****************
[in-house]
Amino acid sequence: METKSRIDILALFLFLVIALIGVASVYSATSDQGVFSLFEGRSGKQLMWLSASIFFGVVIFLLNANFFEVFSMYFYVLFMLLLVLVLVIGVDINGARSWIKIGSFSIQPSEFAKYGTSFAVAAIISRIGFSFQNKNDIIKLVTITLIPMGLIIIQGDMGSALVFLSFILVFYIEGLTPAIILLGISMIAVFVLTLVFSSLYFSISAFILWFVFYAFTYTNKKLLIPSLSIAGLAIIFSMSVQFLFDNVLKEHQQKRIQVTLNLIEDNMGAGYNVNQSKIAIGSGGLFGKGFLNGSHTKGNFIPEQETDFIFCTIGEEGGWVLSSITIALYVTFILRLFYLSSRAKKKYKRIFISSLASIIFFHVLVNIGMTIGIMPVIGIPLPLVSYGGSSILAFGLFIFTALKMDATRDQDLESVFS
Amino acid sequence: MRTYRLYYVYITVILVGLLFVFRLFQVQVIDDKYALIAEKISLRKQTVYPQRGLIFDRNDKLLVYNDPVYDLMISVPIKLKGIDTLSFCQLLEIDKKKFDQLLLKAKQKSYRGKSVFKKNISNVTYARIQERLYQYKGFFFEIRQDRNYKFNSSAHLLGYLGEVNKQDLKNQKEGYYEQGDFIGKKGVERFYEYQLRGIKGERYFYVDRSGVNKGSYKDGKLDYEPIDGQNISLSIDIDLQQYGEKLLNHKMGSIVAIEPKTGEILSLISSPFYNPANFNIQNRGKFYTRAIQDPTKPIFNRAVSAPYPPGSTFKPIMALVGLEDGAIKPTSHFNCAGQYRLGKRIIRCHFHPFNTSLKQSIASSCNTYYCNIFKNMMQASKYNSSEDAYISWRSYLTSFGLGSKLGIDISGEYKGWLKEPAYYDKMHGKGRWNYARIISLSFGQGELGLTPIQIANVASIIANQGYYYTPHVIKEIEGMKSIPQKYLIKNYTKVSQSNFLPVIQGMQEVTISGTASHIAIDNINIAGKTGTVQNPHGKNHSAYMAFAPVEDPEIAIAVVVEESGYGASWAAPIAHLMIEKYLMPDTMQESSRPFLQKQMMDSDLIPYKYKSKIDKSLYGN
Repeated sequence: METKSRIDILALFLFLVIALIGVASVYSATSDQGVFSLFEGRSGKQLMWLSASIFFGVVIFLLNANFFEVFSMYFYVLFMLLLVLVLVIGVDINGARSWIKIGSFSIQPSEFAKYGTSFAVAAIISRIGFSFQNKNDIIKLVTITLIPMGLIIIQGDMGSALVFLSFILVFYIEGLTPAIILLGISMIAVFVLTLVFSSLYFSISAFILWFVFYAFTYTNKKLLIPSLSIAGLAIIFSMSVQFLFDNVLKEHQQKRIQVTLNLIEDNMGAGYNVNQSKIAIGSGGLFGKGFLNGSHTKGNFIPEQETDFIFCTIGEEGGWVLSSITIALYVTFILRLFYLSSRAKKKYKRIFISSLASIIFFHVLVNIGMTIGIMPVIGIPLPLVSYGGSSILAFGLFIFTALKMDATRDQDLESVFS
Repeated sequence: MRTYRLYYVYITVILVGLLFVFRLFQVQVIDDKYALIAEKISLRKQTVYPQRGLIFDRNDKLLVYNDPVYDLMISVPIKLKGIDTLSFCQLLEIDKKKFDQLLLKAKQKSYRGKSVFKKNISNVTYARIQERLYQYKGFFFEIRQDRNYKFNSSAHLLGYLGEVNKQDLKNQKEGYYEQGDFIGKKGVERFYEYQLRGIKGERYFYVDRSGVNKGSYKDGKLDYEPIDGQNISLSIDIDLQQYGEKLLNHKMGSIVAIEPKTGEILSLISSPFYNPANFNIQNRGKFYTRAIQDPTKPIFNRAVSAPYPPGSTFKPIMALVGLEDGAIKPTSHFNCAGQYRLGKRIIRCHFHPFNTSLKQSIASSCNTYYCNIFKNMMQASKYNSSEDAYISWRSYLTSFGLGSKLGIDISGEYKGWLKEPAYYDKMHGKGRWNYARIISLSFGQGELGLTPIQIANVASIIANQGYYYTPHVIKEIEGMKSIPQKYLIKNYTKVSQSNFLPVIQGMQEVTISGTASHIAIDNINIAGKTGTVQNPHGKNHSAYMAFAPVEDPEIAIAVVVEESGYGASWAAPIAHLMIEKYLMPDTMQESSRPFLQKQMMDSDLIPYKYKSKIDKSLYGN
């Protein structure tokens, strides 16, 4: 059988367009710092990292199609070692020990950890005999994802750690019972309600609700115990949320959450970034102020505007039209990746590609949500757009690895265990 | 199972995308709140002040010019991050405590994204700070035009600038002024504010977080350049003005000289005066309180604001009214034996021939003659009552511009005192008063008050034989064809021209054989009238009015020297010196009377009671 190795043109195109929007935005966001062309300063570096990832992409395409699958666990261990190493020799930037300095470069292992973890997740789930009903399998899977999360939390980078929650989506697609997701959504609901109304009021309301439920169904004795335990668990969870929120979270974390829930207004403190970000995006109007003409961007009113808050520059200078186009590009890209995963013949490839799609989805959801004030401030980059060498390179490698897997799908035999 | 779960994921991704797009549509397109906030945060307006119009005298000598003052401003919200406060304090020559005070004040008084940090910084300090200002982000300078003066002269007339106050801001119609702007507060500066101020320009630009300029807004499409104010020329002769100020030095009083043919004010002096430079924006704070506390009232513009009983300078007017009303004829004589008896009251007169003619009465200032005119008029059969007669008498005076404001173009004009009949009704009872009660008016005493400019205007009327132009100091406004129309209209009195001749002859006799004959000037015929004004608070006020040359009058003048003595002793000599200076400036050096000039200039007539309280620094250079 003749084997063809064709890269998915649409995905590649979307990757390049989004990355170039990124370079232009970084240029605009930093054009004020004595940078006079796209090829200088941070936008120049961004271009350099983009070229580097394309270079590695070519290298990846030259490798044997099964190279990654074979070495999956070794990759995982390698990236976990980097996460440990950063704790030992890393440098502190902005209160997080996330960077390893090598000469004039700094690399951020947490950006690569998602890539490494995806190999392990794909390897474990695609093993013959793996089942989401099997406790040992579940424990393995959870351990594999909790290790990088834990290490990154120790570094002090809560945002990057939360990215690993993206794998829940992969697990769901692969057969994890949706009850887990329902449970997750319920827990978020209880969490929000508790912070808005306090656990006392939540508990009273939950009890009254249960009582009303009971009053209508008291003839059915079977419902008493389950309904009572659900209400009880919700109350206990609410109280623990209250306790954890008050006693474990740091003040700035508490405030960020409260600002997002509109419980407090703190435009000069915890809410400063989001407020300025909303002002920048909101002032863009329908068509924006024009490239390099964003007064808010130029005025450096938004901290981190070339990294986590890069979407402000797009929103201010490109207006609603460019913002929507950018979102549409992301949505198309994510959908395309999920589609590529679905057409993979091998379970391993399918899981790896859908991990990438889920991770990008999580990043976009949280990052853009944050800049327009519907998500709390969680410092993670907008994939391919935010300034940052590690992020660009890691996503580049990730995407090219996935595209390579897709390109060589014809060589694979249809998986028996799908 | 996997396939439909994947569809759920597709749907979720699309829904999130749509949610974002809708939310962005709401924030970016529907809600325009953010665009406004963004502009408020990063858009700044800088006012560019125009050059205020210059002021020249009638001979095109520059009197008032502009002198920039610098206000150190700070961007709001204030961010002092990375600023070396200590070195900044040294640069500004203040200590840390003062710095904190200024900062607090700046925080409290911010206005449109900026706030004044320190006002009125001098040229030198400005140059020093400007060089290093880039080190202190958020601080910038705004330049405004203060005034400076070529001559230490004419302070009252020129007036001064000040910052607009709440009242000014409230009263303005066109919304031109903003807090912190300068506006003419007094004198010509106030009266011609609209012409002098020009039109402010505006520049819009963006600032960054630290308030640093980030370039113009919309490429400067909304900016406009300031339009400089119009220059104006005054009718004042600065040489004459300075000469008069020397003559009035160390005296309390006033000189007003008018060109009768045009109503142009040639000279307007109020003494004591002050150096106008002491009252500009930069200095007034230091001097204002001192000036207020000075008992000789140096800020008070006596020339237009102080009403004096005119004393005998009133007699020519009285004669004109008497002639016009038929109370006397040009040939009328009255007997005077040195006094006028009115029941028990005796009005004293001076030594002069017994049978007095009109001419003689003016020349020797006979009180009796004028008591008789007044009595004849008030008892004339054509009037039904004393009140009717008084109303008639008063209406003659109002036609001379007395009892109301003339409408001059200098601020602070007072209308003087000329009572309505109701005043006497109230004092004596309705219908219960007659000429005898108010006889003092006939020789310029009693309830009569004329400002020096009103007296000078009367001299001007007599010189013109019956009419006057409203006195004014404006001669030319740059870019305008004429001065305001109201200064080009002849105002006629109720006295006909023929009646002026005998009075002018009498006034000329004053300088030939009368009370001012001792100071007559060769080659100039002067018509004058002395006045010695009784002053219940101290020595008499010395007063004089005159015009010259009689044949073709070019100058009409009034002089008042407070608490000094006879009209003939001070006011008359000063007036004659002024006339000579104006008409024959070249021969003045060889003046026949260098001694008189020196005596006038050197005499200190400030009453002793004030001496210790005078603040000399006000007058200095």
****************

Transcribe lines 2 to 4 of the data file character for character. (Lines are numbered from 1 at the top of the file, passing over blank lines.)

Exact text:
Amino acid sequence: METKSRIDILALFLFLVIALIGVASVYSATSDQGVFSLFEGRSGKQLMWLSASIFFGVVIFLLNANFFEVFSMYFYVLFMLLLVLVLVIGVDINGARSWIKIGSFSIQPSEFAKYGTSFAVAAIISRIGFSFQNKNDIIKLVTITLIPMGLIIIQGDMGSALVFLSFILVFYIEGLTPAIILLGISMIAVFVLTLVFSSLYFSISAFILWFVFYAFTYTNKKLLIPSLSIAGLAIIFSMSVQFLFDNVLKEHQQKRIQVTLNLIEDNMGAGYNVNQSKIAIGSGGLFGKGFLNGSHTKGNFIPEQETDFIFCTIGEEGGWVLSSITIALYVTFILRLFYLSSRAKKKYKRIFISSLASIIFFHVLVNIGMTIGIMPVIGIPLPLVSYGGSSILAFGLFIFTALKMDATRDQDLESVFS
Amino acid sequence: MRTYRLYYVYITVILVGLLFVFRLFQVQVIDDKYALIAEKISLRKQTVYPQRGLIFDRNDKLLVYNDPVYDLMISVPIKLKGIDTLSFCQLLEIDKKKFDQLLLKAKQKSYRGKSVFKKNISNVTYARIQERLYQYKGFFFEIRQDRNYKFNSSAHLLGYLGEVNKQDLKNQKEGYYEQGDFIGKKGVERFYEYQLRGIKGERYFYVDRSGVNKGSYKDGKLDYEPIDGQNISLSIDIDLQQYGEKLLNHKMGSIVAIEPKTGEILSLISSPFYNPANFNIQNRGKFYTRAIQDPTKPIFNRAVSAPYPPGSTFKPIMALVGLEDGAIKPTSHFNCAGQYRLGKRIIRCHFHPFNTSLKQSIASSCNTYYCNIFKNMMQASKYNSSEDAYISWRSYLTSFGLGSKLGIDISGEYKGWLKEPAYYDKMHGKGRWNYARIISLSFGQGELGLTPIQIANVASIIANQGYYYTPHVIKEIEGMKSIPQKYLIKNYTKVSQSNFLPVIQGMQEVTISGTASHIAIDNINIAGKTGTVQNPHGKNHSAYMAFAPVEDPEIAIAVVVEESGYGASWAAPIAHLMIEKYLMPDTMQESSRPFLQKQMMDSDLIPYKYKSKIDKSLYGN
Repeated sequence: METKSRIDILALFLFLVIALIGVASVYSATSDQGVFSLFEGRSGKQLMWLSASIFFGVVIFLLNANFFEVFSMYFYVLFMLLLVLVLVIGVDINGARSWIKIGSFSIQPSEFAKYGTSFAVAAIISRIGFSFQNKNDIIKLVTITLIPMGLIIIQGDMGSALVFLSFILVFYIEGLTPAIILLGISMIAVFVLTLVFSSLYFSISAFILWFVFYAFTYTNKKLLIPSLSIAGLAIIFSMSVQFLFDNVLKEHQQKRIQVTLNLIEDNMGAGYNVNQSKIAIGSGGLFGKGFLNGSHTKGNFIPEQETDFIFCTIGEEGGWVLSSITIALYVTFILRLFYLSSRAKKKYKRIFISSLASIIFFHVLVNIGMTIGIMPVIGIPLPLVSYGGSSILAFGLFIFTALKMDATRDQDLESVFS